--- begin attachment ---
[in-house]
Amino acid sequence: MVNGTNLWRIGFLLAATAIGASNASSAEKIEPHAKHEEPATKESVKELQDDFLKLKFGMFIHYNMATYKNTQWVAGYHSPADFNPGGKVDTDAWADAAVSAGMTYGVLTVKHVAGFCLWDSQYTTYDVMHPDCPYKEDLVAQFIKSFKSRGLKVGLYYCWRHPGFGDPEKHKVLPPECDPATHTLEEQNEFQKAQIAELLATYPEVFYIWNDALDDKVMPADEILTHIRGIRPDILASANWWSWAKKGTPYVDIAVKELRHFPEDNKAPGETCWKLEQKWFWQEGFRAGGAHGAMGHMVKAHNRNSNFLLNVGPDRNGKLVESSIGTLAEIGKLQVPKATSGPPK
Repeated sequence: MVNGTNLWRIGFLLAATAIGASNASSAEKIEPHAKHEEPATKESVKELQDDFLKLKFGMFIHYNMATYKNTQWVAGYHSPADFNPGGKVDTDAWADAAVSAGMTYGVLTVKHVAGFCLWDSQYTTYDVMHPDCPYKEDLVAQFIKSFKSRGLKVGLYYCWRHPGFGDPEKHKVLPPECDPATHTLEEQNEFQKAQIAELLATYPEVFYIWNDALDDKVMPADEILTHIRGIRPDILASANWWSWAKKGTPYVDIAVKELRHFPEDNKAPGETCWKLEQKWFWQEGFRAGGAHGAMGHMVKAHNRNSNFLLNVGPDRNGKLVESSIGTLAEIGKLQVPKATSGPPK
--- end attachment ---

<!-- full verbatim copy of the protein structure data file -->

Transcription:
[in-house]
Amino acid sequence: MVNGTNLWRIGFLLAATAIGASNASSAEKIEPHAKHEEPATKESVKELQDDFLKLKFGMFIHYNMATYKNTQWVAGYHSPADFNPGGKVDTDAWADAAVSAGMTYGVLTVKHVAGFCLWDSQYTTYDVMHPDCPYKEDLVAQFIKSFKSRGLKVGLYYCWRHPGFGDPEKHKVLPPECDPATHTLEEQNEFQKAQIAELLATYPEVFYIWNDALDDKVMPADEILTHIRGIRPDILASANWWSWAKKGTPYVDIAVKELRHFPEDNKAPGETCWKLEQKWFWQEGFRAGGAHGAMGHMVKAHNRNSNFLLNVGPDRNGKLVESSIGTLAEIGKLQVPKATSGPPK
Repeated sequence: MVNGTNLWRIGFLLAATAIGASNASSAEKIEPHAKHEEPATKESVKELQDDFLKLKFGMFIHYNMATYKNTQWVAGYHSPADFNPGGKVDTDAWADAAVSAGMTYGVLTVKHVAGFCLWDSQYTTYDVMHPDCPYKEDLVAQFIKSFKSRGLKVGLYYCWRHPGFGDPEKHKVLPPECDPATHTLEEQNEFQKAQIAELLATYPEVFYIWNDALDDKVMPADEILTHIRGIRPDILASANWWSWAKKGTPYVDIAVKELRHFPEDNKAPGETCWKLEQKWFWQEGFRAGGAHGAMGHMVKAHNRNSNFLLNVGPDRNGKLVESSIGTLAEIGKLQVPKATSGPPK